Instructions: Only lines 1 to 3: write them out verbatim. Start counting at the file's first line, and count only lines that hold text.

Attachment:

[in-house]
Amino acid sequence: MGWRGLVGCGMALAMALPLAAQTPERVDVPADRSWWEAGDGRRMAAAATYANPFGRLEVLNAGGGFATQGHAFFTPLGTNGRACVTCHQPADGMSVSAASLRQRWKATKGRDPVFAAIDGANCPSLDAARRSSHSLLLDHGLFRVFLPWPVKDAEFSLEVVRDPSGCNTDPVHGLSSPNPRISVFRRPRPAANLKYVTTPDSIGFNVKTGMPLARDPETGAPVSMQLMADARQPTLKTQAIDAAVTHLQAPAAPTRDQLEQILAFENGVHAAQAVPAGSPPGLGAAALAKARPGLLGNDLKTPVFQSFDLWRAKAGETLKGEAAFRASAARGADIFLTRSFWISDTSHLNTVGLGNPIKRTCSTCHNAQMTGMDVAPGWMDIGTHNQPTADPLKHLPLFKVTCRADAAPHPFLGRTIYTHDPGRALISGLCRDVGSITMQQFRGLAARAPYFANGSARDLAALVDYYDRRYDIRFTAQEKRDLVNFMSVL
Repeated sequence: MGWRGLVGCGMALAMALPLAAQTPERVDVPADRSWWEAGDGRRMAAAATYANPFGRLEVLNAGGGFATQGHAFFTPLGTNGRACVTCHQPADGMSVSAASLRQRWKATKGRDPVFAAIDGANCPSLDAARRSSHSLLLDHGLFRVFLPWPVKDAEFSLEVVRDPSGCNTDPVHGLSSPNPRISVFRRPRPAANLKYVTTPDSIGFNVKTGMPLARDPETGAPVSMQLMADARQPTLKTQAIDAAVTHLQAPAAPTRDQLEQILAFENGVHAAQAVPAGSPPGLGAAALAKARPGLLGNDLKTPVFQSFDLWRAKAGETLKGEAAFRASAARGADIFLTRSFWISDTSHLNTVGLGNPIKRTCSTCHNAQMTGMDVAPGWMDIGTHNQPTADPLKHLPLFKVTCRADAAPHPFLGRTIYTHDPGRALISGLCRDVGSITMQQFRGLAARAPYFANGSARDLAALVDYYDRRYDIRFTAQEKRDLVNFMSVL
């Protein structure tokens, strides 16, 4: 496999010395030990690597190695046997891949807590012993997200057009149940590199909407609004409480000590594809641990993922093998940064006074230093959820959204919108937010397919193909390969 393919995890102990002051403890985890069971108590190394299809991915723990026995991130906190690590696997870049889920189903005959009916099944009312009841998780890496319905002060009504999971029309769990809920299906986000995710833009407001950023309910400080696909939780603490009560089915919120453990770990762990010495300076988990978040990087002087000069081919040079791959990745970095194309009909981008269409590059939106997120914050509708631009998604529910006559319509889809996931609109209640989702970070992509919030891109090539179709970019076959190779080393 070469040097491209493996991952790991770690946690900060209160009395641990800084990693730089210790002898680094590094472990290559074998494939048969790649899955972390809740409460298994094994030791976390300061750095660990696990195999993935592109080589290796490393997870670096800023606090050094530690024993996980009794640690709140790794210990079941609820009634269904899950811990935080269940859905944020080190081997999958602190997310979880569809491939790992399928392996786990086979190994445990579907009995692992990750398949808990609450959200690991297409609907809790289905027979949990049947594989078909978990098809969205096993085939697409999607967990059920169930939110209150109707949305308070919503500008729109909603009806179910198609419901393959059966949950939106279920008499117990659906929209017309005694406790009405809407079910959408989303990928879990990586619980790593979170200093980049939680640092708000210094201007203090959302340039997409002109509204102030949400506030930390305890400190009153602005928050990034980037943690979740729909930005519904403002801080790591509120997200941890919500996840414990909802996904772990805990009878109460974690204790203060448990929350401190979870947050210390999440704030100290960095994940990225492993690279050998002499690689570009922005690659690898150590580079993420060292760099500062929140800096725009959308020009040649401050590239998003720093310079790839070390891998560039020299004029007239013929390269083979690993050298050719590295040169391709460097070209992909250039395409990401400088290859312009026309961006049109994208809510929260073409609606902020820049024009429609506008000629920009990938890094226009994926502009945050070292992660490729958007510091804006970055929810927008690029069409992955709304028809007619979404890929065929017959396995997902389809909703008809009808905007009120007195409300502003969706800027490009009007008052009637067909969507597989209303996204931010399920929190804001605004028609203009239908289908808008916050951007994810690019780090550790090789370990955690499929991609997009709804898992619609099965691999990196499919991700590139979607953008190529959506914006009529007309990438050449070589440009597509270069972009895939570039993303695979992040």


[in-house]
Amino acid sequence: MGWRGLVGCGMALAMALPLAAQTPERVDVPADRSWWEAGDGRRMAAAATYANPFGRLEVLNAGGGFATQGHAFFTPLGTNGRACVTCHQPADGMSVSAASLRQRWKATKGRDPVFAAIDGANCPSLDAARRSSHSLLLDHGLFRVFLPWPVKDAEFSLEVVRDPSGCNTDPVHGLSSPNPRISVFRRPRPAANLKYVTTPDSIGFNVKTGMPLARDPETGAPVSMQLMADARQPTLKTQAIDAAVTHLQAPAAPTRDQLEQILAFENGVHAAQAVPAGSPPGLGAAALAKARPGLLGNDLKTPVFQSFDLWRAKAGETLKGEAAFRASAARGADIFLTRSFWISDTSHLNTVGLGNPIKRTCSTCHNAQMTGMDVAPGWMDIGTHNQPTADPLKHLPLFKVTCRADAAPHPFLGRTIYTHDPGRALISGLCRDVGSITMQQFRGLAARAPYFANGSARDLAALVDYYDRRYDIRFTAQEKRDLVNFMSVL
Repeated sequence: MGWRGLVGCGMALAMALPLAAQTPERVDVPADRSWWEAGDGRRMAAAATYANPFGRLEVLNAGGGFATQGHAFFTPLGTNGRACVTCHQPADGMSVSAASLRQRWKATKGRDPVFAAIDGANCPSLDAARRSSHSLLLDHGLFRVFLPWPVKDAEFSLEVVRDPSGCNTDPVHGLSSPNPRISVFRRPRPAANLKYVTTPDSIGFNVKTGMPLARDPETGAPVSMQLMADARQPTLKTQAIDAAVTHLQAPAAPTRDQLEQILAFENGVHAAQAVPAGSPPGLGAAALAKARPGLLGNDLKTPVFQSFDLWRAKAGETLKGEAAFRASAARGADIFLTRSFWISDTSHLNTVGLGNPIKRTCSTCHNAQMTGMDVAPGWMDIGTHNQPTADPLKHLPLFKVTCRADAAPHPFLGRTIYTHDPGRALISGLCRDVGSITMQQFRGLAARAPYFANGSARDLAALVDYYDRRYDIRFTAQEKRDLVNFMSVL